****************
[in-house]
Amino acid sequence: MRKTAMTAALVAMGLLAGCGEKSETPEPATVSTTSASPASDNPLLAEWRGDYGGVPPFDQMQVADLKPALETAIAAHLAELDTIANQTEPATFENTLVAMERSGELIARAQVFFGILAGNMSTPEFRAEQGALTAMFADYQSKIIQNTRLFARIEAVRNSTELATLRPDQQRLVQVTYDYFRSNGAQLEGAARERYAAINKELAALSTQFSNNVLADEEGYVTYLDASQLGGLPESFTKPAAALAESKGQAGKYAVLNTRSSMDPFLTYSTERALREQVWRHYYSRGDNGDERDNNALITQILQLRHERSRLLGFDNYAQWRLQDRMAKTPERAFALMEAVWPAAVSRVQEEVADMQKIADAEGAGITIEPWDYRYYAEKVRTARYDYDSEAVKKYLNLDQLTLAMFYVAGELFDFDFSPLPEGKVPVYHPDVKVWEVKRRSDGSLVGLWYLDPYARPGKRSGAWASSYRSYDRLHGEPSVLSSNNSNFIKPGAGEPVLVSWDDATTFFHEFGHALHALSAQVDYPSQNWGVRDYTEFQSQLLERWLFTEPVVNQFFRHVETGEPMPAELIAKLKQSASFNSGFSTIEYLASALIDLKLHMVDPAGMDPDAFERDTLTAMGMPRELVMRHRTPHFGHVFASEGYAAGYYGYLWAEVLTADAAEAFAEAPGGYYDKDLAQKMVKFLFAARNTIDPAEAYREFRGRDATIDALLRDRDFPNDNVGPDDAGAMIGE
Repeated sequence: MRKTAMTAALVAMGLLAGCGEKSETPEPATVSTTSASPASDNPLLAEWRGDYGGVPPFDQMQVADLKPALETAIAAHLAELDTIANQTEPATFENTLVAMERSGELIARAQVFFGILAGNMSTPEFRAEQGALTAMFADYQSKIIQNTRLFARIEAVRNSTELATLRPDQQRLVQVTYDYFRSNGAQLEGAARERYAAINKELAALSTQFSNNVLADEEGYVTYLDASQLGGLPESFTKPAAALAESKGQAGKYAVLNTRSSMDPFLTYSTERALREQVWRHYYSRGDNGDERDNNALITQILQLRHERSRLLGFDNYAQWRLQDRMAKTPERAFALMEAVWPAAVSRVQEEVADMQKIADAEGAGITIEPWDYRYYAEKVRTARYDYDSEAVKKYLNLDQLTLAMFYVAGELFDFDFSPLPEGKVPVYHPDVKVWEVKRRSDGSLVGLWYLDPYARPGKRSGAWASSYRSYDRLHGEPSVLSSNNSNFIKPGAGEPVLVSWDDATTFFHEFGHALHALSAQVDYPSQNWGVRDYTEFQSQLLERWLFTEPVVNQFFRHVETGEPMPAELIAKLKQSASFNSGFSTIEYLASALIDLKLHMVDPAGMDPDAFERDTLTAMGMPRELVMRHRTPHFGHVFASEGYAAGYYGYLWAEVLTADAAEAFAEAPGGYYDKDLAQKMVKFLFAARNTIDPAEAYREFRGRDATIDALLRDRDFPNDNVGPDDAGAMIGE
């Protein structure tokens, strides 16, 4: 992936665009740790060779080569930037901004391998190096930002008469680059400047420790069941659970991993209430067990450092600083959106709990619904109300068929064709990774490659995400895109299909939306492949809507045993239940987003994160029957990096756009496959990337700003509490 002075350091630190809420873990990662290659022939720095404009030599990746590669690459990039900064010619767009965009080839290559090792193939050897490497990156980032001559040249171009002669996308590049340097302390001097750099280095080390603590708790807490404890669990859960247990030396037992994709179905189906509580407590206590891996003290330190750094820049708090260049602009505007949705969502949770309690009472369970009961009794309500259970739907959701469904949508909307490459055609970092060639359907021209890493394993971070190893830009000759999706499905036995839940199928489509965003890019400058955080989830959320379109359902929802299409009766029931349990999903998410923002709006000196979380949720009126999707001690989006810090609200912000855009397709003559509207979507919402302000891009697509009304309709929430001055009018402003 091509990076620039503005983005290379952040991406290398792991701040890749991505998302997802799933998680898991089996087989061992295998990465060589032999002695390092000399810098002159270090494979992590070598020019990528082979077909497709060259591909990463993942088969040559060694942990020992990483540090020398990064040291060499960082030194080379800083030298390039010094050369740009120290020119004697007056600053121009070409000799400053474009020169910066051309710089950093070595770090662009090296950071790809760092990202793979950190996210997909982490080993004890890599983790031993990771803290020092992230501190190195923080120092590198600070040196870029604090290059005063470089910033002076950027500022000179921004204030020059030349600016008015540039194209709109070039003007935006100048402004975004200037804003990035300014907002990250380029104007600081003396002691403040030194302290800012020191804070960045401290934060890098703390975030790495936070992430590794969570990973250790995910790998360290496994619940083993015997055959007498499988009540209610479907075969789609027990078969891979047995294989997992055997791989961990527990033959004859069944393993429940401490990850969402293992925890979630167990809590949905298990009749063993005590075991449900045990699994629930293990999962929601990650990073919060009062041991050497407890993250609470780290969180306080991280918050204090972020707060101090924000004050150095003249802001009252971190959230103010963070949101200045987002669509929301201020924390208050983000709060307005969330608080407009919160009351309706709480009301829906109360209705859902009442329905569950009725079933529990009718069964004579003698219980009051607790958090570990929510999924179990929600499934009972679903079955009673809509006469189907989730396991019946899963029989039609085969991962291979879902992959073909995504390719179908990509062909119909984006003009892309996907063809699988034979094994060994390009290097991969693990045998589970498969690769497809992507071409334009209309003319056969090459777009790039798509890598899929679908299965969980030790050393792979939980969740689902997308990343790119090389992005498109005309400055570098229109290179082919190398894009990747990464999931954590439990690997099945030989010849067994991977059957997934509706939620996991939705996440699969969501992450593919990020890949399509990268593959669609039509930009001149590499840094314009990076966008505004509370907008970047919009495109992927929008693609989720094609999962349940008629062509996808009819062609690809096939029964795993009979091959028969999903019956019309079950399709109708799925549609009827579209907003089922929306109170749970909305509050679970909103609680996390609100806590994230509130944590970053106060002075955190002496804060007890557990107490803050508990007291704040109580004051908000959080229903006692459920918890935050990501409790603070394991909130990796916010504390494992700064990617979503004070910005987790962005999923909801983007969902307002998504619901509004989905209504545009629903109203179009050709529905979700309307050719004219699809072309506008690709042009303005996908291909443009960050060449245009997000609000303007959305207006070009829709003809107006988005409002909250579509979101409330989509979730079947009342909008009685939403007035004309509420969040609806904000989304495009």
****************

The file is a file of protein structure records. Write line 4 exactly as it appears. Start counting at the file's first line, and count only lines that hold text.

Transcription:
């Protein structure tokens, strides 16, 4: 992936665009740790060779080569930037901004391998190096930002008469680059400047420790069941659970991993209430067990450092600083959106709990619904109300068929064709990774490659995400895109299909939306492949809507045993239940987003994160029957990096756009496959990337700003509490 002075350091630190809420873990990662290659022939720095404009030599990746590669690459990039900064010619767009965009080839290559090792193939050897490497990156980032001559040249171009002669996308590049340097302390001097750099280095080390603590708790807490404890669990859960247990030396037992994709179905189906509580407590206590891996003290330190750094820049708090260049602009505007949705969502949770309690009472369970009961009794309500259970739907959701469904949508909307490459055609970092060639359907021209890493394993971070190893830009000759999706499905036995839940199928489509965003890019400058955080989830959320379109359902929802299409009766029931349990999903998410923002709006000196979380949720009126999707001690989006810090609200912000855009397709003559509207979507919402302000891009697509009304309709929430001055009018402003 091509990076620039503005983005290379952040991406290398792991701040890749991505998302997802799933998680898991089996087989061992295998990465060589032999002695390092000399810098002159270090494979992590070598020019990528082979077909497709060259591909990463993942088969040559060694942990020992990483540090020398990064040291060499960082030194080379800083030298390039010094050369740009120290020119004697007056600053121009070409000799400053474009020169910066051309710089950093070595770090662009090296950071790809760092990202793979950190996210997909982490080993004890890599983790031993990771803290020092992230501190190195923080120092590198600070040196870029604090290059005063470089910033002076950027500022000179921004204030020059030349600016008015540039194209709109070039003007935006100048402004975004200037804003990035300014907002990250380029104007600081003396002691403040030194302290800012020191804070960045401290934060890098703390975030790495936070992430590794969570990973250790995910790998360290496994619940083993015997055959007498499988009540209610479907075969789609027990078969891979047995294989997992055997791989961990527990033959004859069944393993429940401490990850969402293992925890979630167990809590949905298990009749063993005590075991449900045990699994629930293990999962929601990650990073919060009062041991050497407890993250609470780290969180306080991280918050204090972020707060101090924000004050150095003249802001009252971190959230103010963070949101200045987002669509929301201020924390208050983000709060307005969330608080407009919160009351309706709480009301829906109360209705859902009442329905569950009725079933529990009718069964004579003698219980009051607790958090570990929510999924179990929600499934009972679903079955009673809509006469189907989730396991019946899963029989039609085969991962291979879902992959073909995504390719179908990509062909119909984006003009892309996907063809699988034979094994060994390009290097991969693990045998589970498969690769497809992507071409334009209309003319056969090459777009790039798509890598899929679908299965969980030790050393792979939980969740689902997308990343790119090389992005498109005309400055570098229109290179082919190398894009990747990464999931954590439990690997099945030989010849067994991977059957997934509706939620996991939705996440699969969501992450593919990020890949399509990268593959669609039509930009001149590499840094314009990076966008505004509370907008970047919009495109992927929008693609989720094609999962349940008629062509996808009819062609690809096939029964795993009979091959028969999903019956019309079950399709109708799925549609009827579209907003089922929306109170749970909305509050679970909103609680996390609100806590994230509130944590970053106060002075955190002496804060007890557990107490803050508990007291704040109580004051908000959080229903006692459920918890935050990501409790603070394991909130990796916010504390494992700064990617979503004070910005987790962005999923909801983007969902307002998504619901509004989905209504545009629903109203179009050709529905979700309307050719004219699809072309506008690709042009303005996908291909443009960050060449245009997000609000303007959305207006070009829709003809107006988005409002909250579509979101409330989509979730079947009342909008009685939403007035004309509420969040609806904000989304495009």